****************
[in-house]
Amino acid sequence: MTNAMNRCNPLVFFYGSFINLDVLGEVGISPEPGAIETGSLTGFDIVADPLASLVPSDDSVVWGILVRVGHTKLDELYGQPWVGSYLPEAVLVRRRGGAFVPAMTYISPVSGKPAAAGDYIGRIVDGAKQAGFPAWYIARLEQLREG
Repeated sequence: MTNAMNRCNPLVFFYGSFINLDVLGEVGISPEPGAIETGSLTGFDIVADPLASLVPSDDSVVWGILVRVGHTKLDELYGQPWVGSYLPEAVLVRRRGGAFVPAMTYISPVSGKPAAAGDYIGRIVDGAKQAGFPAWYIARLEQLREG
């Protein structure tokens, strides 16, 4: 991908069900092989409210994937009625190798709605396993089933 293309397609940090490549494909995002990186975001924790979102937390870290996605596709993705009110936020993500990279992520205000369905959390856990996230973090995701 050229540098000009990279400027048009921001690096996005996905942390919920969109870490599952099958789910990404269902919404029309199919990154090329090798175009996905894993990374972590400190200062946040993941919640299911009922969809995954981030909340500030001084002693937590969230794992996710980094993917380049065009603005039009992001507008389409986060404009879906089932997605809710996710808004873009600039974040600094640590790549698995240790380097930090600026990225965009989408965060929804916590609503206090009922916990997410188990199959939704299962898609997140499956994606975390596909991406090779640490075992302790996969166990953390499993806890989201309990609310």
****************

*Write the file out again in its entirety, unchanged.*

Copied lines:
[in-house]
Amino acid sequence: MTNAMNRCNPLVFFYGSFINLDVLGEVGISPEPGAIETGSLTGFDIVADPLASLVPSDDSVVWGILVRVGHTKLDELYGQPWVGSYLPEAVLVRRRGGAFVPAMTYISPVSGKPAAAGDYIGRIVDGAKQAGFPAWYIARLEQLREG
Repeated sequence: MTNAMNRCNPLVFFYGSFINLDVLGEVGISPEPGAIETGSLTGFDIVADPLASLVPSDDSVVWGILVRVGHTKLDELYGQPWVGSYLPEAVLVRRRGGAFVPAMTYISPVSGKPAAAGDYIGRIVDGAKQAGFPAWYIARLEQLREG
């Protein structure tokens, strides 16, 4: 991908069900092989409210994937009625190798709605396993089933 293309397609940090490549494909995002990186975001924790979102937390870290996605596709993705009110936020993500990279992520205000369905959390856990996230973090995701 050229540098000009990279400027048009921001690096996005996905942390919920969109870490599952099958789910990404269902919404029309199919990154090329090798175009996905894993990374972590400190200062946040993941919640299911009922969809995954981030909340500030001084002693937590969230794992996710980094993917380049065009603005039009992001507008389409986060404009879906089932997605809710996710808004873009600039974040600094640590790549698995240790380097930090600026990225965009989408965060929804916590609503206090009922916990997410188990199959939704299962898609997140499956994606975390596909991406090779640490075992302790996969166990953390499993806890989201309990609310």